Large Pests of Honey Bees

There are many pests of honeybees. I will discuss a few of the larger animals. The Mid-Atlantic Apicultural Research & Extensions Consortium has a great publication on the topic Like Winnie the Pooh, bears love to chow down on brood and honey. Their quest for honey results in a hive being destroyed in the process. If you have encountered this problem in the past, then you can try building an electric fence or place a stout wire cage around clusters of colonies placed on a platform. Alternatively you may have to relocate your colonies as the bear may come back looking for more food.

Several other warm-blooded mammals such as skunks, opossum and raccoons like a quick snack of live bees. They will munch of the bees as they fly out of a colony. In addition, in the fall mice and moles can be a nuisance by gnaw frames and chewing on comb. This can be easily fixed by raising the hive up on a hive stand or placing a large mesh wire before the hive entrance reducing annoying small mammals and rodents.

Even stored equipment can provide a nice home for rats and squirrels. This can result in damaged and soiled frames. The soiled frames deter honeybees. Thus, when storing equipment, seal or close the hive bodies and super stacks.

The preceding pests are not too common but can and do occur. If you have had an experience with one or several of the pests please share your solution. In addition, if there is a large pest not mentioned please feel free to post your encounter.

Written By: Heather Eversole

Heather Eversole has written 22 post in this blog.

As a Faculty Research Assistant, I am a part of the Bee Diagnostic team located at the University of Maryland, College Park. I process samples for the Bee Informed Partnership and APHIS National Honey Bee Survey, primarily seeking out the parasitic mite, Varroa. I wear many hats including generating reports, managing lab functions as well as assisting undergraduates with honey bee related projects. Prior to my honey bee research interests I took part in submerged aquatic vegetation research projects located on the Chesapeake Bay as well as field work involving mangroves in Belize and Florida. You might say I was “stung” by honey bees and now I am hooked. I have my bachelor’s degree in Ecology and Evolutionary Biology from the University of Maryland and always eager to expand my entomology knowledge.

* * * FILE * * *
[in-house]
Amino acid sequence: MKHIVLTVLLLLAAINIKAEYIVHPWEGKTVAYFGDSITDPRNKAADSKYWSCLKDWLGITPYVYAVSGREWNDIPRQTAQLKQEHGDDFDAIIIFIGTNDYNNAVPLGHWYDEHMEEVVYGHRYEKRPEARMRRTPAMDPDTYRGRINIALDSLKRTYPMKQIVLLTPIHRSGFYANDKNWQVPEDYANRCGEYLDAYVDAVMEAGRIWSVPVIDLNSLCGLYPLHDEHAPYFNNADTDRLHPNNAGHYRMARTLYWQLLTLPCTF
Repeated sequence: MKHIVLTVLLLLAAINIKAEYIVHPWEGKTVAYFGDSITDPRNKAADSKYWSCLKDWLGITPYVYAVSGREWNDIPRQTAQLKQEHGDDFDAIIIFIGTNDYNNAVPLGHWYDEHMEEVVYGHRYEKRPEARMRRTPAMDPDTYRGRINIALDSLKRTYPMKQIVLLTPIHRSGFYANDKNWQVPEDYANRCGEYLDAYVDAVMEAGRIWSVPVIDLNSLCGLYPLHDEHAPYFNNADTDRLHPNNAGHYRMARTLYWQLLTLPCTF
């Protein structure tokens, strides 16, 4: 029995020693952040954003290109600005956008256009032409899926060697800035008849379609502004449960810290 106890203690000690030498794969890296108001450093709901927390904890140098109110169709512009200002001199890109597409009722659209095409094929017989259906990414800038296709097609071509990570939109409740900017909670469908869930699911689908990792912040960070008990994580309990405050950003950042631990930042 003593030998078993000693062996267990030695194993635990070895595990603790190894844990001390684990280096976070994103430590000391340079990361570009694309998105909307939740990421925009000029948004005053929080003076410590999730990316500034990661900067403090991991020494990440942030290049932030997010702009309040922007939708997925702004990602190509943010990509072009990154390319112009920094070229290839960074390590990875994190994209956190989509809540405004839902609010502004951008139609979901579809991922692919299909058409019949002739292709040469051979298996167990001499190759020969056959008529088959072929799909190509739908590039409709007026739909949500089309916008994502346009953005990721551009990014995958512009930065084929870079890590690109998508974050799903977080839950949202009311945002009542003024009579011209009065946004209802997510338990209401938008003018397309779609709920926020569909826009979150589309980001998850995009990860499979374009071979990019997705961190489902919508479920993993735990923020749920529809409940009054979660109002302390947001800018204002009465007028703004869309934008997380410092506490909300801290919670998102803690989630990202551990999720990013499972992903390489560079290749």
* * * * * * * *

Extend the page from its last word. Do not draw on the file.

10 Responses to “Large Pests of Honey Bees”

  1. Brian Fishback

    When storing boxes with frames in them I place a metal queen excluder on the bottom of the stack. This keeps mice from entering and destroying woodware yet allows air to pass thru.

  2. Bee keeper

    Well I’m lucky that I live in an area where I do not have problems which such animals that are destroying our bee hives.

  3. Gary Brain

    I have had good results of deterring raccoons and skunks by placing 12″x18″ plywood strips that I have screwed 20 or so 2″ sheetrock screws into and then place in front of and beside the entrances, screw points up. NOT pet or urban friendly! For Large animals I have constructed a 6′ high electric fence around my winter yard. I use 2″ “horse guard” tape spaced 12″ apart on “t” posts. It works on most large animals except for bears that have a taste for honey, then it is a call to the wildlife authorities for a bear trap. I use temp. electric fencing when hives are placed outside of the apiary.
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